But then Ainge traded Daniel Theis to the Chicago Bulls for Moe Wagner right at the deadline buzzer. Specifically for the purpose of getting under the tax. Which the Celtics were over because they traded for an impending free agent in Fournier. Theis is not as good as Bam Adebayo, like that one anonymous scout claimed ahead of the 2020 Eastern Conference Finals. But he is definitely a good defender, always in the right spot and owning a jumper just good enough that opposing defenses need to pay attention when he launches from deep. He's a replacement-level starting center at worst and important part of a great defense at best -- just as he was over the last two years in Boston! And he was traded. For Moe Wagner. He who averages 15 minutes per game as a "stretch" forward who shoots 31 percent from three.
The Celtics had to do it in order to duck the luxury tax penalty this year. That is an acceptable move if ownership does not believe this team is going anywhere, and considering they're under .500 and have looked awful more often than not lately, I wouldn't blame them. But if that was the plan, if that was the view held by everyone in charge at TD Garden, why trade for Fournier? He's an unrestricted free agent this summer and Boston will have to pony up to keep him, sending them soaring into the tax they desperately tried to avoid earlier this afternoon.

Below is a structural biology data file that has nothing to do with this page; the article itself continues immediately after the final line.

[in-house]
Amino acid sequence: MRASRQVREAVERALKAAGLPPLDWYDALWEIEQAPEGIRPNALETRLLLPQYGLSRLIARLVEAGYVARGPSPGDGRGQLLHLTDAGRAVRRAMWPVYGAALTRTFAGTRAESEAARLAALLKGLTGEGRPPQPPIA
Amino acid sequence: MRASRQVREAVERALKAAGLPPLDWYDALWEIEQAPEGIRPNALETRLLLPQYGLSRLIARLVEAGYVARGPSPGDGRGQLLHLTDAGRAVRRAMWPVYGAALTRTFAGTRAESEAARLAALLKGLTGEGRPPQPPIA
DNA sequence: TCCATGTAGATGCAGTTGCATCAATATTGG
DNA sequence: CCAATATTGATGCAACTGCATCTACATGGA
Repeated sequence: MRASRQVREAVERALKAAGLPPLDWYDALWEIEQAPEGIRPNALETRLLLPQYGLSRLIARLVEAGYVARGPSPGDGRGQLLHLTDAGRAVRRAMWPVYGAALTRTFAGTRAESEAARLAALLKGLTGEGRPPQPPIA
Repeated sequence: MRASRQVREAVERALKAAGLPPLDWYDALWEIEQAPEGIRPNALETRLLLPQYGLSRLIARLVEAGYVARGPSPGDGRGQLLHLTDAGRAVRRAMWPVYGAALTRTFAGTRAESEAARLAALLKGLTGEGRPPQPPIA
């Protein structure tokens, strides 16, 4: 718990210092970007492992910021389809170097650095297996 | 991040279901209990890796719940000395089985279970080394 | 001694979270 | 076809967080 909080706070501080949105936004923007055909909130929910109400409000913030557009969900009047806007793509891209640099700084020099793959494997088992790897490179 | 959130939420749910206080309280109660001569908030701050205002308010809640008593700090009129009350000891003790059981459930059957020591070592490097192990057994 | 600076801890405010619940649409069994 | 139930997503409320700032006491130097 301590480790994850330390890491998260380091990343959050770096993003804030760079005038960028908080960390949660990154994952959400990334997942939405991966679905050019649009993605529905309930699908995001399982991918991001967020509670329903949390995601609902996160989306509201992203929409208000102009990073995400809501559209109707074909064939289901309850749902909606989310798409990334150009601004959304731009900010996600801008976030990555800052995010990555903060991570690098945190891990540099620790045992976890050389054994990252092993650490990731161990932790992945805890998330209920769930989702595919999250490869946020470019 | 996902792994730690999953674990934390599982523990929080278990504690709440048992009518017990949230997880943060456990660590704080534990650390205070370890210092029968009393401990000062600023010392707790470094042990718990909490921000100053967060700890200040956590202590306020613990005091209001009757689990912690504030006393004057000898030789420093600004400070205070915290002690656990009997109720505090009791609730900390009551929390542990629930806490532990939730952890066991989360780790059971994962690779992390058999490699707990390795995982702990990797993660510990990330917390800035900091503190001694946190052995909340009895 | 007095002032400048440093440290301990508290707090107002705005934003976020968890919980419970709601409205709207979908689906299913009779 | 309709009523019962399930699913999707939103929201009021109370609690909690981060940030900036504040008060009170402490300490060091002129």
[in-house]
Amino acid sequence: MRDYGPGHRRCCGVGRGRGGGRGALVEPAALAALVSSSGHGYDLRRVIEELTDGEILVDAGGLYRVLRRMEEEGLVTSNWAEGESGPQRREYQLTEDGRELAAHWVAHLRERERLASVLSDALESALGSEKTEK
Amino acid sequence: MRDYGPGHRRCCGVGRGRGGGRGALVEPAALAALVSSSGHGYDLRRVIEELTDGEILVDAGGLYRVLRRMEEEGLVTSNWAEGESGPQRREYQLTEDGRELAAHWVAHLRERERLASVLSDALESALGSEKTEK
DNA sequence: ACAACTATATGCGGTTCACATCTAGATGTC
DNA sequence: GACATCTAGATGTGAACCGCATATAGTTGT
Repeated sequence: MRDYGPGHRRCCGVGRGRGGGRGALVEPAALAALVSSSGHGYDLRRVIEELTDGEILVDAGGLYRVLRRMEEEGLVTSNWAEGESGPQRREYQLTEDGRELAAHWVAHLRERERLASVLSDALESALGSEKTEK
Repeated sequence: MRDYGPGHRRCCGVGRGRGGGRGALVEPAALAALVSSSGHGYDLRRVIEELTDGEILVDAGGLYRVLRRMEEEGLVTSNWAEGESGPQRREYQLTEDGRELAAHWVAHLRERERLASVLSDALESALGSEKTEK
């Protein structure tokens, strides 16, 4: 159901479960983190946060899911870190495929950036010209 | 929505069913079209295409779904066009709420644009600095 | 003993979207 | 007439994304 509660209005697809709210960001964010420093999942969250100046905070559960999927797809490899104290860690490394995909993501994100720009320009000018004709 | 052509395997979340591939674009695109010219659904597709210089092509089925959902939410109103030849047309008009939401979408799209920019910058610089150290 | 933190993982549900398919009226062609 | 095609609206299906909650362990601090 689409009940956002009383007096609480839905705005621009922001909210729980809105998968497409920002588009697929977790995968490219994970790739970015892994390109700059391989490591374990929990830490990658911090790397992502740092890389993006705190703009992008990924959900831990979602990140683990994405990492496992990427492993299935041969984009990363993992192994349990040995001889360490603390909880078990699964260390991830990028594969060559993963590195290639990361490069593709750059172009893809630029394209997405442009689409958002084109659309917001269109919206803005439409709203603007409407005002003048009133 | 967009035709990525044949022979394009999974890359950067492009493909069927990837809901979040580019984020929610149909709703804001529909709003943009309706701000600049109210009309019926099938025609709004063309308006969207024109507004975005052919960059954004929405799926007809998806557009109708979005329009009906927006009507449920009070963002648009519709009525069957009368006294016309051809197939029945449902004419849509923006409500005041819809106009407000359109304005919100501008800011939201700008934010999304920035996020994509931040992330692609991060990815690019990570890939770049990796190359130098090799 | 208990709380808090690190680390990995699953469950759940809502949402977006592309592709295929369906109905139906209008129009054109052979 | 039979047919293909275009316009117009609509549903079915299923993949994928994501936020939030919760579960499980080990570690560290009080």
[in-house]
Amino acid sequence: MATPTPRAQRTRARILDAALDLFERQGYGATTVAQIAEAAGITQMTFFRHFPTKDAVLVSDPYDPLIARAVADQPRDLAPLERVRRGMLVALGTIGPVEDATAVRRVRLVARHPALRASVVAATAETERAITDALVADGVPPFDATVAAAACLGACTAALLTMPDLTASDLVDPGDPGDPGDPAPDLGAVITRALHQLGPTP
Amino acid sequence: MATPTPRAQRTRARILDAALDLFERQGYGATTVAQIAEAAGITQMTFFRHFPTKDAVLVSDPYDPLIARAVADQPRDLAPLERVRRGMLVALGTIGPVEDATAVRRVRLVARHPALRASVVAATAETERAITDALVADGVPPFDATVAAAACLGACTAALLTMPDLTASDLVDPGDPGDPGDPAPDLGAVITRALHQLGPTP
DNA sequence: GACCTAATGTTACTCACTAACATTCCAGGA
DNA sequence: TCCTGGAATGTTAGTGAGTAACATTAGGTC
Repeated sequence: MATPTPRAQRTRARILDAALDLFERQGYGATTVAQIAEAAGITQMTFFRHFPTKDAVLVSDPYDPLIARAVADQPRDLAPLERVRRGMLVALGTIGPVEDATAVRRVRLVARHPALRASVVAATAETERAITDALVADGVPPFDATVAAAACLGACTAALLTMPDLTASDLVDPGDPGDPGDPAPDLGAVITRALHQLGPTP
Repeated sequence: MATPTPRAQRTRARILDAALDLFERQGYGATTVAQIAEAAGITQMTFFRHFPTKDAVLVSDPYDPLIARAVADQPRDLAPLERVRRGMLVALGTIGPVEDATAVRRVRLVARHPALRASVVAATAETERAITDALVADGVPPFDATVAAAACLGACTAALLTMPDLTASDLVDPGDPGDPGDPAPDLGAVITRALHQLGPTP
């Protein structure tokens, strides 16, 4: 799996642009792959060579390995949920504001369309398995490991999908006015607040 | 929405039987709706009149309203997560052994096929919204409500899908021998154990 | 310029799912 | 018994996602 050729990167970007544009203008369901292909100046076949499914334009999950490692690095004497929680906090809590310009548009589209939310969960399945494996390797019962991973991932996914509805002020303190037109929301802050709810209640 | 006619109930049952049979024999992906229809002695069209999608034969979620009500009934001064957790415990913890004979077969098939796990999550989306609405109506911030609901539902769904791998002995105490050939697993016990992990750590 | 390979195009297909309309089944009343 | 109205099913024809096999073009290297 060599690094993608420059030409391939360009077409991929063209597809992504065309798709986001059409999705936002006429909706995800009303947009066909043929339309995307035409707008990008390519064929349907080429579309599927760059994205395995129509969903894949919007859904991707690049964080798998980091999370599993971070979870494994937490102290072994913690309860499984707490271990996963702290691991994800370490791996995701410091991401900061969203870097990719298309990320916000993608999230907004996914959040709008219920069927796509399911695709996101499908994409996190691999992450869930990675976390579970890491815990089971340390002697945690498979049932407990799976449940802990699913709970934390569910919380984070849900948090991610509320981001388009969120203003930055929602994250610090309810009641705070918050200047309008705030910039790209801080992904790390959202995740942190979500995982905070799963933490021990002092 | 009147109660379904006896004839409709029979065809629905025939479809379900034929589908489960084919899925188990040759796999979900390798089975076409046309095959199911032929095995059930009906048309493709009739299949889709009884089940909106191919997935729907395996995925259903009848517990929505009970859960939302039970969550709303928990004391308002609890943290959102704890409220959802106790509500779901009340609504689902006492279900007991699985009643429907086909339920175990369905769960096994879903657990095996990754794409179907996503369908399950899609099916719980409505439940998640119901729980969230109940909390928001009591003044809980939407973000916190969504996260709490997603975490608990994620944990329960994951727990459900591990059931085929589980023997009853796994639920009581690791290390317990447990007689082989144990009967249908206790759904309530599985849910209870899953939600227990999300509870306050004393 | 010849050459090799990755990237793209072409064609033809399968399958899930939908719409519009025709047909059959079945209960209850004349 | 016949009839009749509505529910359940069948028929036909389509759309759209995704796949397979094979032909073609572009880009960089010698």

Theis was also a free agent this offseason, but he would have been easier to keep than Fournier will be. If they don't keep Fournier, they burned draft picks and (more importantly) most of the biggest trade exception in league history for a guy who will be the difference between an eight and a six seed in the playoffs. I would not define that as an optimal use of the resources available.
In the big picture, it doesn't seem like the worst day. The Celtics needed shooting and bench support far more than they needed a steady hand at center with Robert Williams finally coming into his own this year. But Fournier doesn't move the needle enough to justify using most of the trade exception and forcing the team's hand by trading Theis. It makes no sense. It sure looks like Ainge came into the day, got the guy he thought would be the first domino, realized that no other dominos were available to fall (or weren't going to fall for him) and was forced to trade a good player to keep his bosses happy.
That, ladies and gentlemen, is bad. So there you have it. Danny Ainge has done it again.